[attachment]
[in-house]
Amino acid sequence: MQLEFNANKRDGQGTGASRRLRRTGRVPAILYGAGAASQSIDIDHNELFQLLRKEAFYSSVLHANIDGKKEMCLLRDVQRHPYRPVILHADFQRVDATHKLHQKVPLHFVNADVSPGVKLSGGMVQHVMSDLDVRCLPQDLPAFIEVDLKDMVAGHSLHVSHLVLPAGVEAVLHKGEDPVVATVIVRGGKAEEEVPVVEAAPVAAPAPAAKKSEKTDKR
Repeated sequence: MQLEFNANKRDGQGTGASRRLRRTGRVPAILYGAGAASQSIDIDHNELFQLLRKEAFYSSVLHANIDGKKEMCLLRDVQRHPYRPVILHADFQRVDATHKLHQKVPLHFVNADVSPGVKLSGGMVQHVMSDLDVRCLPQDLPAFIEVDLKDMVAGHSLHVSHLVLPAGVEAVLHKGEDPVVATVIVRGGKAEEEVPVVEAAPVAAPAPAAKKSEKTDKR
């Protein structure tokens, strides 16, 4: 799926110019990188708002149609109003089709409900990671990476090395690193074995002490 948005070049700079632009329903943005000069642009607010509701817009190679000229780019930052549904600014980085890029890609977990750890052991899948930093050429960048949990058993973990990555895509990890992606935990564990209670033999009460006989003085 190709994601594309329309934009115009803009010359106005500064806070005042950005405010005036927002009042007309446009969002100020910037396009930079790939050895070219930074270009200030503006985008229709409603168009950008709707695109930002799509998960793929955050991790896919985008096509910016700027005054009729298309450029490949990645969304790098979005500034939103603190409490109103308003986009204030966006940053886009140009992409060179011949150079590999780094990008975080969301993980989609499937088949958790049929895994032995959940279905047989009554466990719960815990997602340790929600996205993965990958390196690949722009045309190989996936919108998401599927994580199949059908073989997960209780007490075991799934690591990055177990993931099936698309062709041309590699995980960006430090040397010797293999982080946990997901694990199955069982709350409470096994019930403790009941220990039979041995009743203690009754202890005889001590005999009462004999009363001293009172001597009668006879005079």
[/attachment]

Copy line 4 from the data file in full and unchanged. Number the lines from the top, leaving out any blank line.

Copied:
């Protein structure tokens, strides 16, 4: 799926110019990188708002149609109003089709409900990671990476090395690193074995002490 948005070049700079632009329903943005000069642009607010509701817009190679000229780019930052549904600014980085890029890609977990750890052991899948930093050429960048949990058993973990990555895509990890992606935990564990209670033999009460006989003085 190709994601594309329309934009115009803009010359106005500064806070005042950005405010005036927002009042007309446009969002100020910037396009930079790939050895070219930074270009200030503006985008229709409603168009950008709707695109930002799509998960793929955050991790896919985008096509910016700027005054009729298309450029490949990645969304790098979005500034939103603190409490109103308003986009204030966006940053886009140009992409060179011949150079590999780094990008975080969301993980989609499937088949958790049929895994032995959940279905047989009554466990719960815990997602340790929600996205993965990958390196690949722009045309190989996936919108998401599927994580199949059908073989997960209780007490075991799934690591990055177990993931099936698309062709041309590699995980960006430090040397010797293999982080946990997901694990199955069982709350409470096994019930403790009941220990039979041995009743203690009754202890005889001590005999009462004999009363001293009172001597009668006879005079």